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    My school teaches PASCAL and VB. Urgh.

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    Govtcheez, wot high school did u go to?

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    Mayor of Awesometown Govtcheez's Avatar
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    Grand Ledge High School

    It's craptacular!

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    About 6 years ago I started at university, we learned programming with Pascal for one year on a DOS system. The next year we turned to C programming. In the last two years we got C++. Currently, the students start learning Java on Windows machines.

    At my company we had a few computer science students working on a project their study at university. They knew Java and just a little C++.

    I noticed that electrical engineering students get much more programming now, than in the days I started with electrical engineering study. I also noticed computer science studies have removed a lot of low level programming from their study-programs and a lot of low level programming is currently taught at electrical engineering studies. Funny to see how software development is spreading across the studies.

    [edit]
    Note that this is the situation in the Netherlands.
    [/edit]

  11. #11
    It's full of stars adrianxw's Avatar
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    >>> Until about 3 years ago, my university taught FORTRAN.

    Nothing wrong with that, as long as you are pursuing a science course , with some IT. The majority of true scientists I know use Fortran daily as their first language - it is much more flexible when it comes to processing mathematics - it is, after all, what it was designed to do - FORmularTRANslator.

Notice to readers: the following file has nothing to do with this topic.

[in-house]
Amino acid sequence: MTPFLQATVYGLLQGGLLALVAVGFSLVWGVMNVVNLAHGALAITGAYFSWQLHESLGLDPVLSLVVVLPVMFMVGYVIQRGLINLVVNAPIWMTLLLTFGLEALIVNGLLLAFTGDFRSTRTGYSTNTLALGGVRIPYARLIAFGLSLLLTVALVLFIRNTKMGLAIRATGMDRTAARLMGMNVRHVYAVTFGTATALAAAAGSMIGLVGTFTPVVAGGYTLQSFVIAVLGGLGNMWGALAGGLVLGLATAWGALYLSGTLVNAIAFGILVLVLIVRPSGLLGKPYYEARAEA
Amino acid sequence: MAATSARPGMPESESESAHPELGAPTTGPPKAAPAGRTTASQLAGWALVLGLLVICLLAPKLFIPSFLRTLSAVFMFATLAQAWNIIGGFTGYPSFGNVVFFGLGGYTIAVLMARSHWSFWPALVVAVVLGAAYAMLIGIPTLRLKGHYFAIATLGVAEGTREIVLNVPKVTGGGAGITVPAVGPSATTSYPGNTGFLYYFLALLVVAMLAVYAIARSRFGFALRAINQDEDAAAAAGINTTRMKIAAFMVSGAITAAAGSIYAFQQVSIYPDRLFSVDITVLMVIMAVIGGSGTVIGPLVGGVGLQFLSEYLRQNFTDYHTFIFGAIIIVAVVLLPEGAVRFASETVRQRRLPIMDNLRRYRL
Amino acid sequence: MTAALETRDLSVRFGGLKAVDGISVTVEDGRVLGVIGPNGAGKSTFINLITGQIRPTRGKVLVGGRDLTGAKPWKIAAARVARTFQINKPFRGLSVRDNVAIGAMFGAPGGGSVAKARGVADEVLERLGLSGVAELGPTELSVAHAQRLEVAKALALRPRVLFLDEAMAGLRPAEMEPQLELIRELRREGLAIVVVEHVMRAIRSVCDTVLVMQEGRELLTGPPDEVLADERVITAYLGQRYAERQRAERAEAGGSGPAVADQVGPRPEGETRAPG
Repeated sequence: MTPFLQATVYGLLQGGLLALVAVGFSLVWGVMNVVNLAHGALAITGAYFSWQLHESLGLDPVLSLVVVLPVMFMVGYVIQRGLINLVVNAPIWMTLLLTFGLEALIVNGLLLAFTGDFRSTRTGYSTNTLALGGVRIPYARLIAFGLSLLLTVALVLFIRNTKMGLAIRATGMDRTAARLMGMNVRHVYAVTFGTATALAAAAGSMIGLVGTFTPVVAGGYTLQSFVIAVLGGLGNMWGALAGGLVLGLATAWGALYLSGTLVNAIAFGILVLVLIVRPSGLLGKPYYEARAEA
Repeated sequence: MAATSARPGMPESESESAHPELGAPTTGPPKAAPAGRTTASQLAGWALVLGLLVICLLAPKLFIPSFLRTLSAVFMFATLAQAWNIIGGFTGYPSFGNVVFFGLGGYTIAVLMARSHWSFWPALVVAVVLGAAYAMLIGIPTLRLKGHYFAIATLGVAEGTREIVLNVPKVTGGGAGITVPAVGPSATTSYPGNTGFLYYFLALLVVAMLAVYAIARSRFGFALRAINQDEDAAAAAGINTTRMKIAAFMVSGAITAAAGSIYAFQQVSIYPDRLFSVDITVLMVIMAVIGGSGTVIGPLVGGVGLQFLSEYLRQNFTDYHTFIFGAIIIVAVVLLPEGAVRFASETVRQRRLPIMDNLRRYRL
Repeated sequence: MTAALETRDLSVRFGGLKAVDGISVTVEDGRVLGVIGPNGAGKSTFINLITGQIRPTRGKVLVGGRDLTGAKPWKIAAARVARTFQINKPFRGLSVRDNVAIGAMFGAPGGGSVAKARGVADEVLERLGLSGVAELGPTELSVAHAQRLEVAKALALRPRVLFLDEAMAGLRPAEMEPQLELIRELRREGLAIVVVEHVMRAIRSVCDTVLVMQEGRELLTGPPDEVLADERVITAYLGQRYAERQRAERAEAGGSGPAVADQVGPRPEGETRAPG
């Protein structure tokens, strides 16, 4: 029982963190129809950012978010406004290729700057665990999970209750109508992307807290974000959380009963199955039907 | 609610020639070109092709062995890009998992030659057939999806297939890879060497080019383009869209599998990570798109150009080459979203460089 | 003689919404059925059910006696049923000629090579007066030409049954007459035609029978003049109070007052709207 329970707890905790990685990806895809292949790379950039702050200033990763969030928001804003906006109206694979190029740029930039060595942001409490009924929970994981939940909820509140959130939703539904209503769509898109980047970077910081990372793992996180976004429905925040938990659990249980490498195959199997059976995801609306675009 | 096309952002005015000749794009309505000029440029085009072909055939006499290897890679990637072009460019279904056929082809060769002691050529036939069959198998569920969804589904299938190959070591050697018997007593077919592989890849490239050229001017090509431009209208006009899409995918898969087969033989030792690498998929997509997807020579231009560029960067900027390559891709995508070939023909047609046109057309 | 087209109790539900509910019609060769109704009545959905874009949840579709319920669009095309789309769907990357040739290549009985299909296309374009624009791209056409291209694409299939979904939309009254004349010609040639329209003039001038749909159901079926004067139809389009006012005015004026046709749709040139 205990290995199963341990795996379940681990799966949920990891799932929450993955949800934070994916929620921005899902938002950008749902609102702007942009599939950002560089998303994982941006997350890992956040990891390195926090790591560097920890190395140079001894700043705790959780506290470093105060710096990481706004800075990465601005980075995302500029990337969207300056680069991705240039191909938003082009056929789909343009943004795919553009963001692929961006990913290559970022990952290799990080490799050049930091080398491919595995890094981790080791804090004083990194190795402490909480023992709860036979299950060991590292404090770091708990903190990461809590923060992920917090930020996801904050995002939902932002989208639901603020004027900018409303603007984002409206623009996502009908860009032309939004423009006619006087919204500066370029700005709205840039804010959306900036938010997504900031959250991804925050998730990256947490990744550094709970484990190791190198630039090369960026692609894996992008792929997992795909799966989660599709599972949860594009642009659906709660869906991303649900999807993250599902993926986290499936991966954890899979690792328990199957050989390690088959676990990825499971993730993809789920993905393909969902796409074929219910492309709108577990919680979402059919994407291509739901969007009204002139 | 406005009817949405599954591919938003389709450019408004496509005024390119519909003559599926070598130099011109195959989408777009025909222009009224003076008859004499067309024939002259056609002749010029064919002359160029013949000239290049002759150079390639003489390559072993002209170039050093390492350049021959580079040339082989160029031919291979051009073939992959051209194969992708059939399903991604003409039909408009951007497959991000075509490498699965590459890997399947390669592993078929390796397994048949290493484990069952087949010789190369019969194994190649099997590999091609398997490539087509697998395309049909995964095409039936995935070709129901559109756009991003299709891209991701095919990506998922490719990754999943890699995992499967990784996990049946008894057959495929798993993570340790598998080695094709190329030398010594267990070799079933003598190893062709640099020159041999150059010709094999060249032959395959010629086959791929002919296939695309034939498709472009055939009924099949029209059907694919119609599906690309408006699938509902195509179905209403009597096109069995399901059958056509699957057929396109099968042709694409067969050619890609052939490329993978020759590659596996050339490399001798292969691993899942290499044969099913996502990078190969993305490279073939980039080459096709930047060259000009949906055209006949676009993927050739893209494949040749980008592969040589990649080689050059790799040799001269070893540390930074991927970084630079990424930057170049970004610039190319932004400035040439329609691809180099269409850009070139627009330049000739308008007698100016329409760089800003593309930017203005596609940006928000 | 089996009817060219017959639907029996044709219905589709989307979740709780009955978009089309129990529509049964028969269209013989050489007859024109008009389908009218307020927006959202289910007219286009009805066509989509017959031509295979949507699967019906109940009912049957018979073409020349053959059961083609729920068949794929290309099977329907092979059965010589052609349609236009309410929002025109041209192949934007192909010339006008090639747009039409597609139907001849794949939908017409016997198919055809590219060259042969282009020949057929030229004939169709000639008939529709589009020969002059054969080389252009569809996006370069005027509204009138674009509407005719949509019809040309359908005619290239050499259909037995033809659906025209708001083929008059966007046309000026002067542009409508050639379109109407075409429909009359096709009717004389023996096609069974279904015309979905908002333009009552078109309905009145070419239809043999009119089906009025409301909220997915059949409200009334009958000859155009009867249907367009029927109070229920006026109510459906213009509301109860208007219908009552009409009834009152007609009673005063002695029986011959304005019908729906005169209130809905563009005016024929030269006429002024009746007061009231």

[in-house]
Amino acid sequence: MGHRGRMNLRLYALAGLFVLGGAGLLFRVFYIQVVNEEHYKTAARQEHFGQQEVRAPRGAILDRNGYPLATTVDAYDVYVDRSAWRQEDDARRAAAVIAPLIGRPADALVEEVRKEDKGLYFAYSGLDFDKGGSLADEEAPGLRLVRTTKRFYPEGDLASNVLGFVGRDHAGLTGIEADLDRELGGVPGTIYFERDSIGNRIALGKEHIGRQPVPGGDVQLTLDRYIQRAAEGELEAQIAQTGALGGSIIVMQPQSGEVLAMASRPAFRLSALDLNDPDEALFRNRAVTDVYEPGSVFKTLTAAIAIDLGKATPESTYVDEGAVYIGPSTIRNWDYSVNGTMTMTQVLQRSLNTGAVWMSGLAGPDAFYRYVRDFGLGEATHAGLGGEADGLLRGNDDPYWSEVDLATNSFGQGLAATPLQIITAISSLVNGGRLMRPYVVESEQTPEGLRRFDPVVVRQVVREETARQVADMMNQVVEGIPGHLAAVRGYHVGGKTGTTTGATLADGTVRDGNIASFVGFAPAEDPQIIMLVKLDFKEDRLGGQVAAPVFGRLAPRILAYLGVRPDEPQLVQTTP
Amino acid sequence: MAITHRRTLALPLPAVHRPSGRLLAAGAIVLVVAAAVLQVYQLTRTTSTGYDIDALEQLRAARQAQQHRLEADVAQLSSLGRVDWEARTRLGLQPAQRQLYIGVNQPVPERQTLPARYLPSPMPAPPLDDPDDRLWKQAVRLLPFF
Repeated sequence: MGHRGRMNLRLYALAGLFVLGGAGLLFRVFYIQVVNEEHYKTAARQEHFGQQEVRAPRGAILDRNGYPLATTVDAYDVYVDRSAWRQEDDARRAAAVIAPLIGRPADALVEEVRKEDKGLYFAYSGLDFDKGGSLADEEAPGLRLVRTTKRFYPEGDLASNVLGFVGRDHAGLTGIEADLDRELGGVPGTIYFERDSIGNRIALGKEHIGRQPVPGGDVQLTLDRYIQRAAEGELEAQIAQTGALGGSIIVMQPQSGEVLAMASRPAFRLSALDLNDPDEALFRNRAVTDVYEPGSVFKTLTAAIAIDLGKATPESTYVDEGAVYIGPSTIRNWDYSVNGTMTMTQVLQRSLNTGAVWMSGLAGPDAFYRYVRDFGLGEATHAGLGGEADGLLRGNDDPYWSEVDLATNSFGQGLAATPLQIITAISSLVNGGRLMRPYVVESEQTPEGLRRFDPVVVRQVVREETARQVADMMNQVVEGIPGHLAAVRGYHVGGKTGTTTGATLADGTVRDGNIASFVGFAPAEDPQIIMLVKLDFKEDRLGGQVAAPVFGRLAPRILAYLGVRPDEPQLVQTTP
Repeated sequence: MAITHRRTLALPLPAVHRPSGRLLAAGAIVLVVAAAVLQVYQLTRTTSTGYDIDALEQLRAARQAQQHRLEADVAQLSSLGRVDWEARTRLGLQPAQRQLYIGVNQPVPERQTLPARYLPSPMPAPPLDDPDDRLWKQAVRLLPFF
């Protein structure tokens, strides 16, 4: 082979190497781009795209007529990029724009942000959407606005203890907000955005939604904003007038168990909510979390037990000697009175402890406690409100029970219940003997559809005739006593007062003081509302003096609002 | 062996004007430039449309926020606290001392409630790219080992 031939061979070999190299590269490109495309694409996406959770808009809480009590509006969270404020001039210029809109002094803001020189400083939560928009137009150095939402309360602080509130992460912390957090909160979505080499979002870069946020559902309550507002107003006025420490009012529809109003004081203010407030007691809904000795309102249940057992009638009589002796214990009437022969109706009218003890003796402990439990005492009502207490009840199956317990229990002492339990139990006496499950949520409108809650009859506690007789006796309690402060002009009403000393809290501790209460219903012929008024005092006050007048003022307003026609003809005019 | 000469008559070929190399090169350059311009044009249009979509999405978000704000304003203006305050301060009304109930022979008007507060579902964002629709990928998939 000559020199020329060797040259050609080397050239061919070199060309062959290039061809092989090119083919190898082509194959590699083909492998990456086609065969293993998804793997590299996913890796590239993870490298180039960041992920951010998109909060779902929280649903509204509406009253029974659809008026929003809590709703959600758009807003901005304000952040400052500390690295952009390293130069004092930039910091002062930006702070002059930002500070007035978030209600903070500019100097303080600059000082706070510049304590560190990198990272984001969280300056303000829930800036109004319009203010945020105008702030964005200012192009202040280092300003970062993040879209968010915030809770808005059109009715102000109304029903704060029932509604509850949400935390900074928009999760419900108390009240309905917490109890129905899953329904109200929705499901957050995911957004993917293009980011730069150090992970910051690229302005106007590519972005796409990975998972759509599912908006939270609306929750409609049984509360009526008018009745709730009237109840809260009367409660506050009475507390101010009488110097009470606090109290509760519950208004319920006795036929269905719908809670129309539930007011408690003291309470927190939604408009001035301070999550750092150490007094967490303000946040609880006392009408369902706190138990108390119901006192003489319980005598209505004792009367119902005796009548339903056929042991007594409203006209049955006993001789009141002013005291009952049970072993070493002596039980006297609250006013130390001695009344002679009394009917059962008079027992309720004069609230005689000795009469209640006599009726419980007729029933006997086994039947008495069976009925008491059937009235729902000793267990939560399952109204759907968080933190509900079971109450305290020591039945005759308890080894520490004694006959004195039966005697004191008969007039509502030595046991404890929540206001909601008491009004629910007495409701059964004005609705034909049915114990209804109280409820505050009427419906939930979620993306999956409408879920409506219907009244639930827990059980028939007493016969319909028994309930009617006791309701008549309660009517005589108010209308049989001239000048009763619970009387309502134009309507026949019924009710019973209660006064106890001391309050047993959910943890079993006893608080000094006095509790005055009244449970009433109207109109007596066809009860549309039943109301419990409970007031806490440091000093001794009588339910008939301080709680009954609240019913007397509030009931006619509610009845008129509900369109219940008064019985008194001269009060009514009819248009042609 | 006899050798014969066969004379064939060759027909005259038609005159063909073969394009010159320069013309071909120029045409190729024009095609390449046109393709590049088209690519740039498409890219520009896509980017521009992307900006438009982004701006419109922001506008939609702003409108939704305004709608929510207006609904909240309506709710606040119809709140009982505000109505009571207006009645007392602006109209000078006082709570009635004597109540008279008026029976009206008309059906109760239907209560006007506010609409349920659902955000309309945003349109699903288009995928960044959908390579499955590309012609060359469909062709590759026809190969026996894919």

These days, I would not advocate learning Fortran in an IT based degree with little hard science, it's too specialised.
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  12. #12
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    Originally posted by Govtcheez
    Grand Ledge High School

    It's craptacular!
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  13. #13
    Seven years? civix's Avatar
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    I still program alot for DOS, even though Im doing win32 now too.

  14. #14
    cereal killer dP munky's Avatar
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    >>Until about 5 years ago, my high school still taught Pascal as its only programming language.

    you think thats bad at my vocational school (i just graduated last year) they taught COBOL as a freaking language...the school was like, we pride ourselves on cutting edge technology, my teacher told me that if i wanted it to change i had to persuade the freaking board of directiors to get them to teach c++ as part of the curriculum. anyway, about dos, xp is trying to ax the whole dos thing, so its kinda hard for people to get into it ya know, cuz who knows if it'll be around in 10 years?
    guns dont kill people, abortion clinics kill people.

  15. #15
    Mayor of Awesometown Govtcheez's Avatar
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    > Nothing wrong with that, as long as you are pursuing a science course , with some IT.

    I'm pretty sure it was just in the CS program somewhere. ober could back me up when he gets around, since he's a year older than me.

    > LOL

    Heh, I can't believe you looked around that site so much. Actually, about 2-3 months ago, that site wasn't so... ahem... flamboyant...